A Patient-Centered Outcomes Research Institute (PCORI) 4th Trimester Project included the formation of a multidisciplinary research team, a detailed and thoughtful recruitment strategy to include postpartum patients, clinicians who provide postpartum care, and stakeholders representing community groups, postpartum health programs, public health and researchers. The project included an ongoing analysis of data using an iterative process to identify thematic categories across the two years of the project. The project engaged with postpartum mothers on a number of webinars discussing various postpartum issues to better understand the needs women and families have during this period.
PCORI 4th Trimester Project engagement meeting was held at the Museum of Life and Science in Durham, NC on June 2, 2017. Fifty stakeholders attended, including 15 mom partners, clinicians, health department staff, home visiting nurses, implementation scientists, and researchers. The focus of the day was next steps in measuring the maternal transition through the 4th Trimester and developing research proposals to test ways that the US health care system can better serve families.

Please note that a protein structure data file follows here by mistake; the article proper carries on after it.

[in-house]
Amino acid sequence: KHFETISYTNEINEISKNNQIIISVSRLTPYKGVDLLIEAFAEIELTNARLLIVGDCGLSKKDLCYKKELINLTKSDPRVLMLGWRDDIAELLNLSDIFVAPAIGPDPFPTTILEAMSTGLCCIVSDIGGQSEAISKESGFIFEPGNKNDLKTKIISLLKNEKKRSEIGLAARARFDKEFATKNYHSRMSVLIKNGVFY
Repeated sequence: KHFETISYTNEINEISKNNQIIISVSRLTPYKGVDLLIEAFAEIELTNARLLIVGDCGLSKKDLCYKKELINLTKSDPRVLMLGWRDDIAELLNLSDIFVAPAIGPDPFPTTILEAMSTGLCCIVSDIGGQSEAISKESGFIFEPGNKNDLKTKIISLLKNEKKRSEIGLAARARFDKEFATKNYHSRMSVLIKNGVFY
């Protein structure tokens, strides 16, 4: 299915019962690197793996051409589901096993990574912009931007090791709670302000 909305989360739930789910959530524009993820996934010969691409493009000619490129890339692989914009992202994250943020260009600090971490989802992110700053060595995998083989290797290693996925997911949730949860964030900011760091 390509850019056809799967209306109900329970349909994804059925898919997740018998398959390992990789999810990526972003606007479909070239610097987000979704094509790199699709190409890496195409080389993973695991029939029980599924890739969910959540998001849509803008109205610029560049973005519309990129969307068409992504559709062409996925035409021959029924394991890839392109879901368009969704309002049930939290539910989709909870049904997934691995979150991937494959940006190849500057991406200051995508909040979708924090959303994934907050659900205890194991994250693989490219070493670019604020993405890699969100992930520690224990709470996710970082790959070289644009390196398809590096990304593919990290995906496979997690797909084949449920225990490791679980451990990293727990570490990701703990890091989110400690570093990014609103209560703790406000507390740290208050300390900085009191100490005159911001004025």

The 4th Trimester Project is examining key themes:
- Maternal mood
- Infant care and feeding
- Sleep and fatigue
- Physical recovery from childbirth
- Sexuality, contraception, and birth spacing
- Medications, substances, and environmental exposures
Here is what is clear from this research:
Postpartum care is too little, too late for many women.
Postpartum health care, education and services should be tailored to women’s experiences, preferences and constraints.
Active listening, strengths-based approaches, and shared decision-making are essential.
Healthcare should be compassionate, equitable and culturally sensitive.